The performance is excellent: moderate sillage, very good projection and a splendid twelve hours of
longevity on my skin.
A lovely summer vetiver scent, but not shiny and intensive with a certain unexciting dullness that never goes away. Not bad, but not brilliant either; hence a neutral score. 2.75/5.
Not much to say about this, except for the fact that the “extrait” name (and the price) may be somehow misleading. Vetiver Extrait smells great, but well... simply put, it’s no different from any good vetiver scent. It’s a really simple, smooth, light straightforward vetiver, classy and cozy, not particularly powerful (actually, not at all) or rich, just diligently bearing most of the usual nuances of most vetiver scents – it feels initially zesty, peppery and crisp, slowly becoming smokier, rootier, still keeping vetiver’s traditional subtle feel of “oily grassiness”, subtly paired with a rather conventional base accord of powdery-dusty notes. It’s all good, really. It wears extremely well, it feels refined and laid-back, carefully mannered enough to avoid any “raw” earthy effect – on the contrary it feels rather polished, bright and distinguished. It conveys an extremely enjoyable albeit slightly pedantic sense of calm, class, confidence and sophisticated weightlessness. If compared to dirtier or richer vetiver scents, this is quite on the opposite spectrum – it feels very clean, almost ethereal. Even a tad too much, as it soon feels quite – if not, completely – unexciting, and almost kind of mute (I suspect there’s some generic “woody smoothener” used here – some very generic plushy woody base). The longevity is a bit weak, but that’s the price to pay for higher concentrations of natural materials.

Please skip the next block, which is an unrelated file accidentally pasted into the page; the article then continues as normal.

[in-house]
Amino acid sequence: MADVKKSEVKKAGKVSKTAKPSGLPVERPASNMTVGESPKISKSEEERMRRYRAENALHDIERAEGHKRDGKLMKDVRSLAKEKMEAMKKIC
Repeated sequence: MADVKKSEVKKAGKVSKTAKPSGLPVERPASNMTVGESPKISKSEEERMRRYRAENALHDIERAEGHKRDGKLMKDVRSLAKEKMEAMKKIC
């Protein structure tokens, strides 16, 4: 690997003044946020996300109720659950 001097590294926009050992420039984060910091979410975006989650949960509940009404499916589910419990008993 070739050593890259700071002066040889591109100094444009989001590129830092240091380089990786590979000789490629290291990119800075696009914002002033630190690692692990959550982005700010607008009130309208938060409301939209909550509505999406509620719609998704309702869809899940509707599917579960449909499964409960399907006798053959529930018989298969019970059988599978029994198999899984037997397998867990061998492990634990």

So all in all, it’s unquestionably nice. But really only that. For £ 275. Not grounbreaking, not heart-melting, not mind-blowing – just an impeccable everyday vetiver fragrance for office time. Ready to let your rock and rule the printers’ room and the vending machines’ corner. Just as any other good vetiver scent. It can be fantastic for you if you like vetiver, but in no way it can be worthy that price and that pomposity (and come on... for that price, some crap cardboard box? I want my box to be lined in Elton John’s skin!). It does no more and no less than any simple, solid vetiver fragrance (there’s so many of them I can’t even think of a couple of specific names to mention – Guerlain? Carven? Ford’s Grey Vetiver? Heeley? Anyone, really), and I think there is really no standout features that would explain why one should prefer this over others. Clearly, the value lies in the “status symbol” allure of the brand and the presentation. And that has nothing to do with fragrances, so... Anyway if you’re really wealthy and you really like vetiver then go for it, otherwise I see really no need to break the bank for this.